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Area Muslims slam suicide bombing

Muslim leaders in the Washington area condemned yesterday's suicide bombing at a Shi'ite mosque in northern Iraq, saying such actions violate the heart and soul of Islam.

"This does not help the Iraqis, it does not help Islam, and it does not help the children of Iraq looking for a future," said Imam Mohamed Magid, leader of the All Dulles Area Muslim Society (ADAMS), one of the area's largest Sunni mosques.

"It would not be fair if it was criticized as a problem with Islam," Mr. Magid said. "You can have violence among the people of religion, but that does not mean the religion endorses that."

Imam Hameed Asghar of the Dar-ul Huda mosque in Springfield said Muslims around the world know "that to attack or kill or harm any peaceful person or citizen, regardless of whether they are Muslim or non-Muslim, is not permissible."

"It's absolutely wrong," Mr. Asghar said. "Why it's happening, we don't understand that at all."

A suicide bomber yesterday exploded a device in the courtyard of a Shi'ite mosque during a funeral in Mosul, Iraq, killing himself and 47 mourners.

Tensions between Sunni and Shi'ite Muslims in Iraq have mounted since the overthrow of dictator Saddam Hussein and the formation of a democratic government.

"It is bad. It is extremely bad," said Zahid Bukhari, director and principal co-investigator of the Muslims in the American Public Square (MAPS) project at Georgetown University. "It's the extreme nature of ignorance and the extreme nature of violence, when people are willing to kill in the name of religion."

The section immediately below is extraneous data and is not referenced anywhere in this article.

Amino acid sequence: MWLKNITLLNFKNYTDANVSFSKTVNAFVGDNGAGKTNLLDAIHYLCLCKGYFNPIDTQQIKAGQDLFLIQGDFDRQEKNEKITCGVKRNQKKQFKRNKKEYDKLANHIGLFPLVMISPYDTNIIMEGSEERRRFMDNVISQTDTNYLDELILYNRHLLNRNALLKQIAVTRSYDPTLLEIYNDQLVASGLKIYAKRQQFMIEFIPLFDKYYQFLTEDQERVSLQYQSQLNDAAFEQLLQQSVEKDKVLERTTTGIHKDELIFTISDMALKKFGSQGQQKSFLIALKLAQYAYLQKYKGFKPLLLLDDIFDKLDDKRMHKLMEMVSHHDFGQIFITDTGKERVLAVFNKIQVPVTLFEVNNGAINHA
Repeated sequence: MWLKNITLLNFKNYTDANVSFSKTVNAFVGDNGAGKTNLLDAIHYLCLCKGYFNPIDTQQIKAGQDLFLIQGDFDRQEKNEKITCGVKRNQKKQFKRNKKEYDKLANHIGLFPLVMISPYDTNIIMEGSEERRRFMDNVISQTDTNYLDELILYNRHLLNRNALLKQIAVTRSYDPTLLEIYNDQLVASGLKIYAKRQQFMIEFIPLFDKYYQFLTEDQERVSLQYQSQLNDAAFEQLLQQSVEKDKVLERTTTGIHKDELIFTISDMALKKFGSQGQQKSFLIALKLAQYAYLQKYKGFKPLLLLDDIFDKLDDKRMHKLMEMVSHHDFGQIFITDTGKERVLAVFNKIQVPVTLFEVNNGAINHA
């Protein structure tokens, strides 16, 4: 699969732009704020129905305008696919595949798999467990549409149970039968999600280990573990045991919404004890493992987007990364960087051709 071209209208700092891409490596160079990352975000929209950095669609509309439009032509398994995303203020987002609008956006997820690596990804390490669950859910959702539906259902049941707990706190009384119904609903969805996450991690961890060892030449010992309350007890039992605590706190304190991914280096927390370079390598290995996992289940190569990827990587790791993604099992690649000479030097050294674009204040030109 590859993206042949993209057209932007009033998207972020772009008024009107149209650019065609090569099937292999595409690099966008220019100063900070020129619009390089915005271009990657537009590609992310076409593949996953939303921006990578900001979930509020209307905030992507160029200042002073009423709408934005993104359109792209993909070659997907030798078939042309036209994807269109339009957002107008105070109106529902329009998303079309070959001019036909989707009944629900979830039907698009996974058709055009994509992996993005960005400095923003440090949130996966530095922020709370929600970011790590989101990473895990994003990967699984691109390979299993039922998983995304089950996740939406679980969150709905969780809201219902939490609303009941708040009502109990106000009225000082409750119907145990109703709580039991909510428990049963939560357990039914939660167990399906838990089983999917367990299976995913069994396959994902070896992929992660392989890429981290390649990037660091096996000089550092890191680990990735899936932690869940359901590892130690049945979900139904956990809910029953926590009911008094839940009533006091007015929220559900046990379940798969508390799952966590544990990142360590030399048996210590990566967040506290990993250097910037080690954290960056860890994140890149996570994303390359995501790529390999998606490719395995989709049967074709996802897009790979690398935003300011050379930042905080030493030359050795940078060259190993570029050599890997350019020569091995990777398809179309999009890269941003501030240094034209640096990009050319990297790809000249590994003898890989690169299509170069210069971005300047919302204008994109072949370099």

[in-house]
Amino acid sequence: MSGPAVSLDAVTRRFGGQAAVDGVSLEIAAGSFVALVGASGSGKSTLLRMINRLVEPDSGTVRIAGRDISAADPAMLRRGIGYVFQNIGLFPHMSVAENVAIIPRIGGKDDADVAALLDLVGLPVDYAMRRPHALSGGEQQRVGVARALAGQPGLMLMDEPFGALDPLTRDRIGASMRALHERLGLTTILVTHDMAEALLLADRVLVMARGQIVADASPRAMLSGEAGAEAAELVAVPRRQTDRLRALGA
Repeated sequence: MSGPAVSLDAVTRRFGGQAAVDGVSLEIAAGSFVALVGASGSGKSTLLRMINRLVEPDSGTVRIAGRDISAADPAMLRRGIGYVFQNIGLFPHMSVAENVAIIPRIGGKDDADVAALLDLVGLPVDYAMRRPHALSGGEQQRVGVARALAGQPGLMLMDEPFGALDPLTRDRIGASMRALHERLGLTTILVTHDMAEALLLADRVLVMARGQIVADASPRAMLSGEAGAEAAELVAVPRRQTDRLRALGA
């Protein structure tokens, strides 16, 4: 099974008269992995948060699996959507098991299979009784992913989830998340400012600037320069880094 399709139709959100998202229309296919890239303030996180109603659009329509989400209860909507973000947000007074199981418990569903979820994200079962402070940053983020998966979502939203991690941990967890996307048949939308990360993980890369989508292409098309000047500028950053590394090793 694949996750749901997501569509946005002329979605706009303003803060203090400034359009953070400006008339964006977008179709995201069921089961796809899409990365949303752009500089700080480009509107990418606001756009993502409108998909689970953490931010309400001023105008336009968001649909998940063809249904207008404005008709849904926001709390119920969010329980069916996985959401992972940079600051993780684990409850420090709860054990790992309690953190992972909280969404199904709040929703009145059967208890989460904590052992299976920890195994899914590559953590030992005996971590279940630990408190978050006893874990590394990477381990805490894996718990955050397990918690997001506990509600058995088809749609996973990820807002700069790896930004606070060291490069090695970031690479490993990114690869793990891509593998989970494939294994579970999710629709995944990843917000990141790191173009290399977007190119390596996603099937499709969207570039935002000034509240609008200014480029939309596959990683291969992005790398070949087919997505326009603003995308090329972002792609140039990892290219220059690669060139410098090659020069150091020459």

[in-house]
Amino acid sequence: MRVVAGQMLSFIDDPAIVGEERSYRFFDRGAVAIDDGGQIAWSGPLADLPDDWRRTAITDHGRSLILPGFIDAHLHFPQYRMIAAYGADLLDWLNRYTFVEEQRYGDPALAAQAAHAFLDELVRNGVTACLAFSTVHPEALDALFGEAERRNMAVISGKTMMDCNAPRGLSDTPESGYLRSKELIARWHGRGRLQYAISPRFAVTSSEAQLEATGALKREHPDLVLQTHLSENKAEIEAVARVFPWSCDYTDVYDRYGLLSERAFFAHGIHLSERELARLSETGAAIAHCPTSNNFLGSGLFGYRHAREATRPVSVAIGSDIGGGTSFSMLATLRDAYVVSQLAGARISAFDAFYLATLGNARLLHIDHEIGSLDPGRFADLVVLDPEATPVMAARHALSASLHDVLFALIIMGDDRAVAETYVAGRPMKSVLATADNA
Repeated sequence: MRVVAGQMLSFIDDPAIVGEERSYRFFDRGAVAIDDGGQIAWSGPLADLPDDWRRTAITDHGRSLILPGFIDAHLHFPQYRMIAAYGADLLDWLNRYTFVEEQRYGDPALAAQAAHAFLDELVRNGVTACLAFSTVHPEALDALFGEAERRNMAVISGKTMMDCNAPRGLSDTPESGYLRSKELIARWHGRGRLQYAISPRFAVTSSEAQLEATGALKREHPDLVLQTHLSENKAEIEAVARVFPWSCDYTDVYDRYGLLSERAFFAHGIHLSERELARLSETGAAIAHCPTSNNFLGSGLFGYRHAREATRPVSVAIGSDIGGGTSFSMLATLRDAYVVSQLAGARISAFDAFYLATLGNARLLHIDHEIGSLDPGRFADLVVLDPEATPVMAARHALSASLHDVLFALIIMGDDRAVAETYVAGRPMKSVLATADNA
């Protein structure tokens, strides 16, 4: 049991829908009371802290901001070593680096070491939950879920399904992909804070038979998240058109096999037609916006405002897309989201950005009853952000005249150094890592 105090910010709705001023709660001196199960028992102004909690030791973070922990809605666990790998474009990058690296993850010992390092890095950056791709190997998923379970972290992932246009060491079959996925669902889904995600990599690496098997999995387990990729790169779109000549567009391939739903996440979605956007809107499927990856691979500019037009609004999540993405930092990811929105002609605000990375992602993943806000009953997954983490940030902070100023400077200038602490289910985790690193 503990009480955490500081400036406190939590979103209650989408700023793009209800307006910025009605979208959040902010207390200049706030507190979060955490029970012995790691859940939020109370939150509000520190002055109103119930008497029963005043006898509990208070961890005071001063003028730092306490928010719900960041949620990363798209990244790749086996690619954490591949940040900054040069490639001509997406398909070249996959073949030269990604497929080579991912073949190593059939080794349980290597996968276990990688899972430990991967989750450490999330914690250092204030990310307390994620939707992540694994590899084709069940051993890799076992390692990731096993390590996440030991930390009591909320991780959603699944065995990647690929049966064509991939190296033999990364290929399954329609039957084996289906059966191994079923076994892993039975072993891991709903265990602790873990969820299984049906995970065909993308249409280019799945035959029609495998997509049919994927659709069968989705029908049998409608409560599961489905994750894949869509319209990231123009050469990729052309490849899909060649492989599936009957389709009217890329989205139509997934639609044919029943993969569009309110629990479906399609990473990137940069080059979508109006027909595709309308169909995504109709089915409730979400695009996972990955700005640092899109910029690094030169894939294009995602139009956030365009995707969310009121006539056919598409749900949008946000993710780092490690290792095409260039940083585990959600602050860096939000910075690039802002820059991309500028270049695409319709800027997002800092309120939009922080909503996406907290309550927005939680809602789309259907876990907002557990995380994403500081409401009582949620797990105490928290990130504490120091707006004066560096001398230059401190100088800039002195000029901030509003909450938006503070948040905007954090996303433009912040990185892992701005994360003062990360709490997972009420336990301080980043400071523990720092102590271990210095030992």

Sunnis, an ethnic minority in Iraq, had held most of the powerful positions under Saddam, himself a Sunni. Since the U.S.-led invasion of Iraq toppled Saddam's regime, Shi'ite Iraqis have anticipated a long-awaited rise to power.

Shi'ites won 48 percent of the legislative seats in the Jan. 30 Iraqi national election, and some Sunnis have fueled the insurgency to thwart the Shi'ites.

"There are and were efforts to create cleavage between Shia and Sunnis. Right now, I think the Sunnis are probably feeling a lot of pain because they were in power," Mr. Bukhari said. "Right now, the situation is changed, but who knows what is going on?"

He said that it was too soon to attribute the bombing to Sunnis, and said the two groups, despite their differences, "are moving forward politically."

Mr. Magid said the intra-Islamic violence is bad for all religions. "It makes people think that religion is a social problem. It's just another reason for people to believe that religion is not good for peace," he said.

Mr. Bukhari and Mr. Magid both pointed to the long-running violent struggle between Catholics and Protestants in Northern Ireland as evidence that other religions have internal tensions.

Shi'ite and Sunni Muslims have clashed violently in Pakistan and India before, including in mosques and holy places, Mr. Bukhari said. "But it never came to here in the United States."

Most D.C.-area mosques are Sunni, Mr. Bukhari said.

Imam Adil Khan of the Muslim Community Center in Silver Spring, said a Shi'ite mosque stands near MCC. He said Muslims at his mosque have good relations with Muslims from the Shi'ite mosque.

When an earthquake devastated Bam, Iran, in December 2003, MCC held a fund-raiser for the Shi'ite mosque, many of whose worshippers had emigrated from Iran.

"We have good relations with everybody. There are no hardships, bad relations, enemies," Mr. Khan said.

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